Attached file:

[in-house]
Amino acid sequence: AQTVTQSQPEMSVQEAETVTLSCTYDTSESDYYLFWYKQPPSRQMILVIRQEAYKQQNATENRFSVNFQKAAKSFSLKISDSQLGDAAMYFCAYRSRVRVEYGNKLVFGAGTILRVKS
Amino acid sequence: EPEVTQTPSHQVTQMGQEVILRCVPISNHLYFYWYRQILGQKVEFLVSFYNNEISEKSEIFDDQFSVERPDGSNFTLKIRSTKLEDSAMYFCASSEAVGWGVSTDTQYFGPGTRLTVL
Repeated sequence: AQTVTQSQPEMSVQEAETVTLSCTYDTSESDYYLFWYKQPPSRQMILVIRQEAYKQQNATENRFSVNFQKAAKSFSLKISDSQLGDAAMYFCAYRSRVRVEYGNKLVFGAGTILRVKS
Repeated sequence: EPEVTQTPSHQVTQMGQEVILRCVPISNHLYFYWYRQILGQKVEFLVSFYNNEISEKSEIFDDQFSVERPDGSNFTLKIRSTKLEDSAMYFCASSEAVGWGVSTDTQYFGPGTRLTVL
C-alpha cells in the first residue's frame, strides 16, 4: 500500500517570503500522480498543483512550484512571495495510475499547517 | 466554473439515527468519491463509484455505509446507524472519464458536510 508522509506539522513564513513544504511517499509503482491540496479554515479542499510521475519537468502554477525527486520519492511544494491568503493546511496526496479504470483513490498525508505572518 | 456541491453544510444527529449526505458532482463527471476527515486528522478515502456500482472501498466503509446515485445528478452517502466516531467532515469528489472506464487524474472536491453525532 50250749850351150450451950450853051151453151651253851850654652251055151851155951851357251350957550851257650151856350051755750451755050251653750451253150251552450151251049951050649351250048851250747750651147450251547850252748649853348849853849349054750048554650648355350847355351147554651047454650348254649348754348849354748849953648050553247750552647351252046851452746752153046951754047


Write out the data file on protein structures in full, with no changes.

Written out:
[in-house]
Amino acid sequence: AQTVTQSQPEMSVQEAETVTLSCTYDTSESDYYLFWYKQPPSRQMILVIRQEAYKQQNATENRFSVNFQKAAKSFSLKISDSQLGDAAMYFCAYRSRVRVEYGNKLVFGAGTILRVKS
Amino acid sequence: EPEVTQTPSHQVTQMGQEVILRCVPISNHLYFYWYRQILGQKVEFLVSFYNNEISEKSEIFDDQFSVERPDGSNFTLKIRSTKLEDSAMYFCASSEAVGWGVSTDTQYFGPGTRLTVL
Repeated sequence: AQTVTQSQPEMSVQEAETVTLSCTYDTSESDYYLFWYKQPPSRQMILVIRQEAYKQQNATENRFSVNFQKAAKSFSLKISDSQLGDAAMYFCAYRSRVRVEYGNKLVFGAGTILRVKS
Repeated sequence: EPEVTQTPSHQVTQMGQEVILRCVPISNHLYFYWYRQILGQKVEFLVSFYNNEISEKSEIFDDQFSVERPDGSNFTLKIRSTKLEDSAMYFCASSEAVGWGVSTDTQYFGPGTRLTVL
C-alpha cells in the first residue's frame, strides 16, 4: 500500500517570503500522480498543483512550484512571495495510475499547517 | 466554473439515527468519491463509484455505509446507524472519464458536510 508522509506539522513564513513544504511517499509503482491540496479554515479542499510521475519537468502554477525527486520519492511544494491568503493546511496526496479504470483513490498525508505572518 | 456541491453544510444527529449526505458532482463527471476527515486528522478515502456500482472501498466503509446515485445528478452517502466516531467532515469528489472506464487524474472536491453525532 50250749850351150450451950450853051151453151651253851850654652251055151851155951851357251350957550851257650151856350051755750451755050251653750451253150251552450151251049951050649351250048851250747750651147450251547850252748649853348849853849349054750048554650648355350847355351147554651047454650348254649348754348849354748849953648050553247750552647351252046851452746752153046951754047